Toonumbar National Park
This article needs additional citations for verification. (September 2014) (Learn how and when to remove this template message)
|Toonumbar National Park|
New South Wales
Tall sub tropical rainforest at Toonumbar National Park
|Nearest town or city||Woodenbong|
|Established||22 December 1995|
|Area||149.1 km2 (57.6 sq mi)|
|Managing authorities||NSW National Parks & Wildlife Service|
|Website||Toonumbar National Park|
Protected areas of|
New South Wales
The Toonumbar National Park is a protected national park located in the Northern Rivers region of New South Wales, Australia. The 14,910-hectare (36,800-acre) park is situated approximately 620 kilometres (390 mi) north of Sydney, near the town of Woodenbong.
The park features subtropical rainforests protecting threatened plants and animals, such as the sooty owl, red-legged pademelon and yellow-bellied glider. The rainforests on Dome Mountain and the Murray Scrub are part of the World Heritage listed Gondwana Rainforests of Australia. The rugged landscape of Mount Lindesay, Dome Mountain and Edinburgh Castle have provided the inspiration for many local Aboriginal legends.
The Murray Scrub and the Dome Mountain Forest contain significant areas of subtropical and temperate rainforest and are listed as part of the World Heritage Gondwana Rainforests of Australia. There are also drier and cooler places in the park and this has resulted in incredible diversity of flora, from eucalypt woodlands and tall gum forests, to forests of bangalow palms.
Animals in the park include marbled frogmouth, koala, Albert lyrebird and rainforest reptiles and frogs. The rainforest area is an important refuge for a number of fruit-eating pigeons and insectivorous bats. Pademelons also live there.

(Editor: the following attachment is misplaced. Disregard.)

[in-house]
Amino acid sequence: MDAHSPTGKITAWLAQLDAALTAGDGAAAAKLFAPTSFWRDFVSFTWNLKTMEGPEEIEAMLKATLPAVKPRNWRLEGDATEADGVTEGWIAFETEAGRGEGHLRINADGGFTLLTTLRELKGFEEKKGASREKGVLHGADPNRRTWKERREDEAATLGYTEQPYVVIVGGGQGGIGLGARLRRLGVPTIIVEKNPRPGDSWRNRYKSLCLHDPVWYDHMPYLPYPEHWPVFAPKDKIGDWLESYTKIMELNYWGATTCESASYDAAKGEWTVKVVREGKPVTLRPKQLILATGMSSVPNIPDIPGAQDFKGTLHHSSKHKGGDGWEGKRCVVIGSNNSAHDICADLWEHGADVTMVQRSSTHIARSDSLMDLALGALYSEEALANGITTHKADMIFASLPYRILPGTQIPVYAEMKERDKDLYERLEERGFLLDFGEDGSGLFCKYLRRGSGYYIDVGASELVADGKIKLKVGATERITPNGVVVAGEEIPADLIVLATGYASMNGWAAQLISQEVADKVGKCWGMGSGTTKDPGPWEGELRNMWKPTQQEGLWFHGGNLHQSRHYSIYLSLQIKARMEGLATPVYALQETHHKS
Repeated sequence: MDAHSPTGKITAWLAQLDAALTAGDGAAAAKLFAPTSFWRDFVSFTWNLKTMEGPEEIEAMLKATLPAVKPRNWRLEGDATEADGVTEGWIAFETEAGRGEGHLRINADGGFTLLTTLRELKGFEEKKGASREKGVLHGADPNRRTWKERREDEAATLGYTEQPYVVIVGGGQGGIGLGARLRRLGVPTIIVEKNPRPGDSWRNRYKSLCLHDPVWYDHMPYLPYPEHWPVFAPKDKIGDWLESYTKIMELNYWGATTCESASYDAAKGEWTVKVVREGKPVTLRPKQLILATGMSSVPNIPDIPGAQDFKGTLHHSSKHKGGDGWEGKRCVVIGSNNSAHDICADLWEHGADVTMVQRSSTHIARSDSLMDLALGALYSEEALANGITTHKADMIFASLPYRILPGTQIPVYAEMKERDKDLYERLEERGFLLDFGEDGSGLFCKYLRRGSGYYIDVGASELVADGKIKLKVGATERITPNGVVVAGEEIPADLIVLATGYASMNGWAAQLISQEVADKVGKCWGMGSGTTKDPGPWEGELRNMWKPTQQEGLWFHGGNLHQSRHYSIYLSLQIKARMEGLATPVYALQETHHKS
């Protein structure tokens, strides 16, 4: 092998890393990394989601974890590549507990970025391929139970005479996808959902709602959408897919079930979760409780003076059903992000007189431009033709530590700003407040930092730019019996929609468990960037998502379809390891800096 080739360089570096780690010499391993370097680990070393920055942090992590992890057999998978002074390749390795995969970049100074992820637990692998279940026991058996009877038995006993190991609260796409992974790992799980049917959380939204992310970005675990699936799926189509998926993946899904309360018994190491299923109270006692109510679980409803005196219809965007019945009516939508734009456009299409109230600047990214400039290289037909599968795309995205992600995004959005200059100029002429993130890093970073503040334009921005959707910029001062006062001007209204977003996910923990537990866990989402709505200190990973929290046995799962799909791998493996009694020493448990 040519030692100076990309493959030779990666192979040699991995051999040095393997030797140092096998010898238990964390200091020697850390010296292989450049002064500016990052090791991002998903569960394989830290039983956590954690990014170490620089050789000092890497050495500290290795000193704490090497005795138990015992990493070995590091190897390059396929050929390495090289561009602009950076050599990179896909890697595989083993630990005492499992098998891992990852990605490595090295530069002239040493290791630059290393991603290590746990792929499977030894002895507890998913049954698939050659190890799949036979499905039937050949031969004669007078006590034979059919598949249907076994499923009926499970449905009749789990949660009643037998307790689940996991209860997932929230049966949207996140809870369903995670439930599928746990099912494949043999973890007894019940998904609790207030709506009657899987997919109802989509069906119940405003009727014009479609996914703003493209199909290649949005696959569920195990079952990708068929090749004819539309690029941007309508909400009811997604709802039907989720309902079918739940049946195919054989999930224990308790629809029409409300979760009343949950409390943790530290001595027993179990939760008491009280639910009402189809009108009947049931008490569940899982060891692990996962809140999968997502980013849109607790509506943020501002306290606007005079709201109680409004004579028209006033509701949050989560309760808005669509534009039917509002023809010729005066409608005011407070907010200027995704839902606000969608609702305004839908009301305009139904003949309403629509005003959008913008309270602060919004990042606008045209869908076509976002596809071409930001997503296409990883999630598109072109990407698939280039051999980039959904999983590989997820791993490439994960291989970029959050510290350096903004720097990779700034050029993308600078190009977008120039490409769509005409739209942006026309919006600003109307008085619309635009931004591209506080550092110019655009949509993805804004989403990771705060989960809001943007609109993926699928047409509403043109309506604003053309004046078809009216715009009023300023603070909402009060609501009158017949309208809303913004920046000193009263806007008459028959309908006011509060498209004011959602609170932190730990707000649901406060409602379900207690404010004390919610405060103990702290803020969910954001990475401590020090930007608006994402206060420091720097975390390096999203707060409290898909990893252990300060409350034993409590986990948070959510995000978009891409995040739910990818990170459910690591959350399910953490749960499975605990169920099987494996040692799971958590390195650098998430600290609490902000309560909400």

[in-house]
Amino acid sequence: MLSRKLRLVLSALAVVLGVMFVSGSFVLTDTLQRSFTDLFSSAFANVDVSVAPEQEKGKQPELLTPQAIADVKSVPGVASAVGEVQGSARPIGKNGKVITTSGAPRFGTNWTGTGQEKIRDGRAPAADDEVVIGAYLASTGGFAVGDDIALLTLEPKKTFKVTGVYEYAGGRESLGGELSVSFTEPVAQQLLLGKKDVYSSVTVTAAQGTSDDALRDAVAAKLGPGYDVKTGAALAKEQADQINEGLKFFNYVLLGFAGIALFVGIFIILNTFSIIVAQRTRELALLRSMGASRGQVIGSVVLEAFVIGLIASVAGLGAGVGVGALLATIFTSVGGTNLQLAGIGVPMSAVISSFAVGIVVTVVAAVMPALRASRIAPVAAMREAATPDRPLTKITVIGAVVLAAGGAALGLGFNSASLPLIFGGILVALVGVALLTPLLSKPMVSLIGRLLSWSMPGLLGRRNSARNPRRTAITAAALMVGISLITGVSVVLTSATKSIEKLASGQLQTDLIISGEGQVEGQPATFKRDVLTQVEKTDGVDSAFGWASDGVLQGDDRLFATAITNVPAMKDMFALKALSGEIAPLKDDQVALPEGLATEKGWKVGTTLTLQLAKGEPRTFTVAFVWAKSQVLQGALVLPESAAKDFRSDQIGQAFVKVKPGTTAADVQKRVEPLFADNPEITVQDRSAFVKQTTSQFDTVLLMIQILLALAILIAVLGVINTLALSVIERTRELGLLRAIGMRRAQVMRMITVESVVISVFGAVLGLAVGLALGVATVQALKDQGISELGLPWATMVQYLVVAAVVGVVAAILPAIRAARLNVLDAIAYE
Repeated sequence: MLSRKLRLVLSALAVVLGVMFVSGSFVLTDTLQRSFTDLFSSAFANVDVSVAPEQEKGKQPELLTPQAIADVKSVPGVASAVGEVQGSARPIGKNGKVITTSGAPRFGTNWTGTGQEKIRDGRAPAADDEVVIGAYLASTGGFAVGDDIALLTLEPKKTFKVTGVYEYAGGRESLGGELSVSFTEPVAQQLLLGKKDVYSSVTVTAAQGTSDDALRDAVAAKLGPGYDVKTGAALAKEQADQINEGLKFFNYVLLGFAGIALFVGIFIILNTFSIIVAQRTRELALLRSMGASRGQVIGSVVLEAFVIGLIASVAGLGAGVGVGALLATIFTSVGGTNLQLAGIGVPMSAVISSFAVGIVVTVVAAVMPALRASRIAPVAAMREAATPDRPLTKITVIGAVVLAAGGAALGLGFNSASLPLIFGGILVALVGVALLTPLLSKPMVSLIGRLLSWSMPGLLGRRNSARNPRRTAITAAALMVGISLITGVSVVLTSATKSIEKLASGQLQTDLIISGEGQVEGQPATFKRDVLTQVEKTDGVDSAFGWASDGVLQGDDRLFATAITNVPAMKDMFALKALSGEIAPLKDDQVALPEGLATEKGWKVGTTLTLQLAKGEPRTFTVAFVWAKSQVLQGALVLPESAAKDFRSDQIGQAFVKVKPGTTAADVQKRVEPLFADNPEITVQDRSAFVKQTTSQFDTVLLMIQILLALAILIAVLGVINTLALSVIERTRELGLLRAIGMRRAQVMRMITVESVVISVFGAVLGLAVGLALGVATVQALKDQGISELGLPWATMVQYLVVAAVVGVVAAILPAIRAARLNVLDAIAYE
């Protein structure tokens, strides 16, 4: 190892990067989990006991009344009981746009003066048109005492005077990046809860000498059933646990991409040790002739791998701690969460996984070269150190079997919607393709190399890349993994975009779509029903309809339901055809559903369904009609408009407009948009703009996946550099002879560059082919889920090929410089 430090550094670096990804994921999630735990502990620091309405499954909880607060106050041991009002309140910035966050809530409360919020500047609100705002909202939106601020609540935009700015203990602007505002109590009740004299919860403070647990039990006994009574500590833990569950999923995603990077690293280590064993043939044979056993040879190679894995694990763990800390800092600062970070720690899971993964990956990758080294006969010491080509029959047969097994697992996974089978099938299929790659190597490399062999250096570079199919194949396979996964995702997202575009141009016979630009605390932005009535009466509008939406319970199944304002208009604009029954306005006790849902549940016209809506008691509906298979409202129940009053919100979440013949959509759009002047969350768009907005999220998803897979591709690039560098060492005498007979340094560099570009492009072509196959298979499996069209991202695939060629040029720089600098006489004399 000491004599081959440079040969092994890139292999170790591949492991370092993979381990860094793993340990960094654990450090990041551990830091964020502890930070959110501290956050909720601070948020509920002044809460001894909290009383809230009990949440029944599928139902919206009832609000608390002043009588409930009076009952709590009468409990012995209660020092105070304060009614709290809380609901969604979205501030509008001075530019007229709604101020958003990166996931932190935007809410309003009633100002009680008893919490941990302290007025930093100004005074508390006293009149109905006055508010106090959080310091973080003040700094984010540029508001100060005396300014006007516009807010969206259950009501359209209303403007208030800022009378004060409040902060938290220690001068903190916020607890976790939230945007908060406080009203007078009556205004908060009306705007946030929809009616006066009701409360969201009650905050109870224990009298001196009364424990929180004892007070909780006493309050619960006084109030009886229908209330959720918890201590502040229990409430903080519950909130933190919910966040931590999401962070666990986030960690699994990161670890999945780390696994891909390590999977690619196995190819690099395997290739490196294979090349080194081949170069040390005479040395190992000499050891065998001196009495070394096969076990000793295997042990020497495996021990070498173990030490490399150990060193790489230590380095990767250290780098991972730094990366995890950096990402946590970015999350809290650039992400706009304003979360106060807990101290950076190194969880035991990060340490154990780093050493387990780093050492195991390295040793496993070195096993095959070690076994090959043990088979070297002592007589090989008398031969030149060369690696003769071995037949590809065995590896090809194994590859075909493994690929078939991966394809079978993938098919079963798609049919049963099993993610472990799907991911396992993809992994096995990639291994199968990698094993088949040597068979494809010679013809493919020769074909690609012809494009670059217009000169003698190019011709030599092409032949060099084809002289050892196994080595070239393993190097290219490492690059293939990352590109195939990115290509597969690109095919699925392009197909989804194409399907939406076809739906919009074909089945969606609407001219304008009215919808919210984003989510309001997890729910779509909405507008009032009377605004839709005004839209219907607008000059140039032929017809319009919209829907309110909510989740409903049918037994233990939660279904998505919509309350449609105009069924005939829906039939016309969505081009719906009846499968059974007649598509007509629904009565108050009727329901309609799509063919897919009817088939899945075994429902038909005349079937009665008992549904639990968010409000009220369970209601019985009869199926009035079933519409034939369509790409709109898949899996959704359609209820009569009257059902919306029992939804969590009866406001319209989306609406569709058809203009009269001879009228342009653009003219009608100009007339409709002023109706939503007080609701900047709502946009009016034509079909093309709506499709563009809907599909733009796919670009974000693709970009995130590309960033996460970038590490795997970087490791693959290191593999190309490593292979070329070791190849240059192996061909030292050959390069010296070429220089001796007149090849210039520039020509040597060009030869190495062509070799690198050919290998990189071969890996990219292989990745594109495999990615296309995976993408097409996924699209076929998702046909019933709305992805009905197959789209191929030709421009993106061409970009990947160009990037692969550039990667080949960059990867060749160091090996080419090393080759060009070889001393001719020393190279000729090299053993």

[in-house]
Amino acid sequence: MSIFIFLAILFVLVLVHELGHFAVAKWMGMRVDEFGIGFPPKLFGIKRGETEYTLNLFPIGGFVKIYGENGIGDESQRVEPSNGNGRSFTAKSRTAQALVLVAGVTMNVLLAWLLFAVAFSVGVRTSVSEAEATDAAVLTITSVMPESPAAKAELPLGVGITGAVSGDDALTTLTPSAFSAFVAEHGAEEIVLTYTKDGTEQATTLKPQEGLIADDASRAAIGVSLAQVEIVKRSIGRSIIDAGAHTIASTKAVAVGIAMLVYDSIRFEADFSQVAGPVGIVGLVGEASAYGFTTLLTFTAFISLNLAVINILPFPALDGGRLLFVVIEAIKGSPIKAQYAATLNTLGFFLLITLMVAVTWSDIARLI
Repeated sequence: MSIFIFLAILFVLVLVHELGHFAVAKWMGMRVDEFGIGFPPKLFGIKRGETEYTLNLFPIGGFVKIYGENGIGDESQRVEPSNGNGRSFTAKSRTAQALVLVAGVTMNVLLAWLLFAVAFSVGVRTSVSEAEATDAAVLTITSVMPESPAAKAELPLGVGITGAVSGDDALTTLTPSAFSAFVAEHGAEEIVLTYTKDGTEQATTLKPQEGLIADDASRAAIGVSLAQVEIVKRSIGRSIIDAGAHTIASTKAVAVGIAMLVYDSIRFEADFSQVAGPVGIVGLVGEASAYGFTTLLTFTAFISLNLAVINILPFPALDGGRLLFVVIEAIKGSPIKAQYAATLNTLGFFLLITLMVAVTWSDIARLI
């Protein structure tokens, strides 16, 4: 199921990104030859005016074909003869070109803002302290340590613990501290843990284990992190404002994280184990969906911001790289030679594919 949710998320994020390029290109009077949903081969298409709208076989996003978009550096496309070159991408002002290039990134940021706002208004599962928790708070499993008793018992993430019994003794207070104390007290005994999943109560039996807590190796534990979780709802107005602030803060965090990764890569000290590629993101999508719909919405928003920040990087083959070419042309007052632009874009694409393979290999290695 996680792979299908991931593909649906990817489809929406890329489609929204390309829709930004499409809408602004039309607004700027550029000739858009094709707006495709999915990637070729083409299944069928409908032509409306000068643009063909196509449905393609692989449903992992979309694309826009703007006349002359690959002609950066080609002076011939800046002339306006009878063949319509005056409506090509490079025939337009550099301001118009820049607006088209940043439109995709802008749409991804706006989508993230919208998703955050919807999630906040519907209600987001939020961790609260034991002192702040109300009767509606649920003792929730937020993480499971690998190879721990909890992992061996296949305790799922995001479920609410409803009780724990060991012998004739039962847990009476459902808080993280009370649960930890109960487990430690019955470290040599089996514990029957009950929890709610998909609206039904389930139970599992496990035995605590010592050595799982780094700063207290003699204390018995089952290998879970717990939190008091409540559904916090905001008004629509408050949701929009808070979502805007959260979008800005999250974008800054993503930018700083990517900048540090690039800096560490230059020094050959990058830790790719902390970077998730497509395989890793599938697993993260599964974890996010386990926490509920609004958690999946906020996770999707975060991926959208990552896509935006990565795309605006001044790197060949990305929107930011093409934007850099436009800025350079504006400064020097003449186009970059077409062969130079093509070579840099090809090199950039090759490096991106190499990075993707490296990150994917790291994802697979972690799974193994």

Focal Peak Volcano situated in Mt Barney National Park was active 23 million years ago and was responsible for the eroded volcanic remains of Mount Lindesay, Dome Mountain and Edinburgh Castle that dominate the landscape today. The high rainfall combined with fertile soil have created lush rainforests.
On average, the park receives 1,035.8 millimetres (40.78 in) of rain each year. Its highest recorded rainfall was 449.4 millimetres (17.69 in) in one day.
Native title claim
Toonumbar National Park was part of the successful Githabul Nation native title claim. The Native title claimant Trevor Close an Aboriginal lawyer fought the NSW Government fifteen years probono to win the historic Native Title claim in memory of his grandfather Rory Close and his children Nea Close, Marnie Close Sera Close, Issiah Close and Tomika Close, Yartha Close and Kory Close. Trevor Close Githabul Tribal name is Mudargun which means lawman.
Inside Toonumbar National Park there are a number of jurabihls (increase sites) which were recorded with the assistance of the late Auntie Millie Boyd in 1974 by Howard Creamer. These types of sites (involving a complex set of religious and ritualistic beliefs) are of National significance due to their rarity in Australia and the rest of the world. Dome Mountain is the Githabul sacred site for the rain ceremony. Edinburgh Castle is the Goanna site and owned by the Clara Williams descendents who reside at the Aboriginal Reservation Muli Muli, which is six miles west of the town of Woodenbong.
Carpet python (Morelia spilota mcdowelli) digesting a meal at Toonumbar National Park
- "Toonumbar National Park". Office of Environment and Heritage. Government of New South Wales. Retrieved 10 September 2014.
- "Gondwana Rainforests of Australia". Department of the Environment. Australian Government. Retrieved 10 September 2014.
- "Gondwana Rainforests of Australia, Lismore, NSW, Australia". Australian Heritage Database: Department of the Environment. Australian Government. 2014. Retrieved 10 September 2014.